Such imagery does not convey one atom of the individuality of the Australian landscape. People of other countries can gain no real conception of this land by reading such trash.
If we cannot apply typically Old World imagery to the Australian landscape, what can we substitute? Obviously, only such imagery as is truly Australian. This limits the field! Any writer’s field at any time should be defined and limited by his subject.
Here is a modern instance, taken from Roderick Quinn, of the type of inaccuracy against which culture in this country must fight:
“Out in the dark where the night-winds hurry
And dead leaves carpet the silent bush. . . . ”
The word “carpet” makes the bush seem like a drawing-room or, at best, like Epping Forest or Sherwood. Inexpressibly beautiful as these forests may be, it is an insult both to their own individuality and to that of our own bush to write in that way.
How much more vivid is it to read such lines as these from Evans’s “On the Plains,” from which I quoted earlier! Although even here we note unsuitable exoticisms in such expressions as “motley,” “vanguard,” “monarch,” and “satrapies,” the fundamental impression is one of inspired observation, in which the spirit of the place lives:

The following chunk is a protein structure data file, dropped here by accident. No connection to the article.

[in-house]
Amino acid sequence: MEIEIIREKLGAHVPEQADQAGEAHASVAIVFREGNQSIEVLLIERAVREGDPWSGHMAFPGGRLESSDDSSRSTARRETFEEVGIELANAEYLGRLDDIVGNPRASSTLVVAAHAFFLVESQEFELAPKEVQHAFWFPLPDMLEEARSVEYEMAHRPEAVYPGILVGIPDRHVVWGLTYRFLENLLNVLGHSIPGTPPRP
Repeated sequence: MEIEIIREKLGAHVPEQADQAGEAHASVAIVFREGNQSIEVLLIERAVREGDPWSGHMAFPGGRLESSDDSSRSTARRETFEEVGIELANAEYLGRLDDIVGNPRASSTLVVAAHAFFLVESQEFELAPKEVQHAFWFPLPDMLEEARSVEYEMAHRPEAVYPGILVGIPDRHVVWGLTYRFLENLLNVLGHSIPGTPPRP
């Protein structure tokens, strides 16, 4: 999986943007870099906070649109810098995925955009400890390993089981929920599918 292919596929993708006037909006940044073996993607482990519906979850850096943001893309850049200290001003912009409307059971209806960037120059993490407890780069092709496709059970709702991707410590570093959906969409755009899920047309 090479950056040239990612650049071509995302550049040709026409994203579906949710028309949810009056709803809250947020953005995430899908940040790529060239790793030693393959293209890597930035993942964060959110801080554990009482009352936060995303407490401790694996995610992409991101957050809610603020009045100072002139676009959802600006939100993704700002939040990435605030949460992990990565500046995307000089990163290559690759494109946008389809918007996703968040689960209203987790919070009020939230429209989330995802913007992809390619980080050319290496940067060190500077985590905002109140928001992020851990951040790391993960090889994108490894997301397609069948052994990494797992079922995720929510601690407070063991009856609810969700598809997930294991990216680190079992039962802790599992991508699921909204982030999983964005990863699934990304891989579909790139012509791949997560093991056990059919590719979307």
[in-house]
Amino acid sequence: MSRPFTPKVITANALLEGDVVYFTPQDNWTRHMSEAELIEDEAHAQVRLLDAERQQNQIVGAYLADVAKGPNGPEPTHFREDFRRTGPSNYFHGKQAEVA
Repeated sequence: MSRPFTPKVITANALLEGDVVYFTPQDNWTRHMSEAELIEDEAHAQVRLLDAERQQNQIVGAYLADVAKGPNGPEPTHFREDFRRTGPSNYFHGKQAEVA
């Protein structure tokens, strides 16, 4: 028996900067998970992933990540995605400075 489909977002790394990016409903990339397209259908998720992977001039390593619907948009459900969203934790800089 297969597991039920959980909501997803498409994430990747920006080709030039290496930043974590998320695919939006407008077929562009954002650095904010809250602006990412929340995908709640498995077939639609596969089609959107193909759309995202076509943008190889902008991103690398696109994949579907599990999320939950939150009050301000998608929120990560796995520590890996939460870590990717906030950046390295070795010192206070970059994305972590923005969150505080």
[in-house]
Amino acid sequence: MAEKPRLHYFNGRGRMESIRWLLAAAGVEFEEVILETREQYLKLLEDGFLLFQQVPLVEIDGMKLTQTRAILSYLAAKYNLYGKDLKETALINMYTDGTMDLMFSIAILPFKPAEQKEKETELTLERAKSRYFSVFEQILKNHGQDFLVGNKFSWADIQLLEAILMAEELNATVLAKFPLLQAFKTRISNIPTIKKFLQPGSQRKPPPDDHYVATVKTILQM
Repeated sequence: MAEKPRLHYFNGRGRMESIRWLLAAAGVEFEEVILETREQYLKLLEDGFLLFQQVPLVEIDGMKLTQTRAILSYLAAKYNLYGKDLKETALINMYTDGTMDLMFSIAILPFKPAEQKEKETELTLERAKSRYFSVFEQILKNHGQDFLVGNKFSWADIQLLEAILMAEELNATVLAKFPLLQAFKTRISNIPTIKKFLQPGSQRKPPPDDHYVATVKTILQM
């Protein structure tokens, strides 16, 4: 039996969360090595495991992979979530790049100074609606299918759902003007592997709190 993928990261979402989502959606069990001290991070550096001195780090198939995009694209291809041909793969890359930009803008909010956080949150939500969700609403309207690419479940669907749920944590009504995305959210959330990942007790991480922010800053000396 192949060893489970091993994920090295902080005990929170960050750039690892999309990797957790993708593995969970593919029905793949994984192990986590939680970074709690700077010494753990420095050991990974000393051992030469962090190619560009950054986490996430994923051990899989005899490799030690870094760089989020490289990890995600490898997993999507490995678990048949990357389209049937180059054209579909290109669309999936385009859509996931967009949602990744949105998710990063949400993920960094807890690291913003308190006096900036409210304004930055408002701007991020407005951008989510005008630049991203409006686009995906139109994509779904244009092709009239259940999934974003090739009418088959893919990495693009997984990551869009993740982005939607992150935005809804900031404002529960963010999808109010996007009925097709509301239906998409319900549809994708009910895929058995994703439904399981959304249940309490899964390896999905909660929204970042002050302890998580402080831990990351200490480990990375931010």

“Afar I mark the emu’s run;
The bustard slow, in motley clad;
And, basking in his bath of sun,
The brown snake on the cattle-pad;
And the reddish-black
Of a dingo’s back,
As he loit’ring slinks on my horse’s track.
“And now I watch, with slackened rein,
The scattered cattle, hundreds strong,
As, slowly feeding home again,
The lazy vanguard feeds along
To the waters cool
Of the tree-fringed pool
In the distant creek when the moon is full.
“Slip girth and let the old horse graze;
The noon grows heavy on the air;
Kindle the tiny campfire’s blaze,
And, ’neath the shade, as monarch there,
Take thou thine ease:
For hours like these
A king had bartered satrapies.”
The last stanza, of course, which begins with three splendid lines, degenerates into a welter of incongruity. Evans and Gordon were equally unaware of any essential distinction between the poetical language of Australian landscape and that of England. Their best writing, like their worst, was spontaneous; accompanying their spontaneity, they had no such adequate sense of self-criticism as must be the condition of sustained merit.
P. R. Stephensen has very broadly delineated the development of Australian poetry in the following terms:
“From Gordon, the Englishman, writing about Australia in an English way, to Kendall, the Australian, writing about Australia in an English way; thence to Lawson and Paterson, the Australians, writing about Australia in an Australian way. . . .” Stephensen should have said: “. . . to Lawson and Paterson, the Australians, writing about Australia in a larrikin Australian way; and what we now want is Australians writing about Australia in a literary Australian way.”
Even in Lawson and Paterson we find certain English tricks of thought and expression, incongruous in poetry of the Australian countryside. Thus Lawson writes:
“The cattle-tracks between the trees
Were like long dusky aisles,”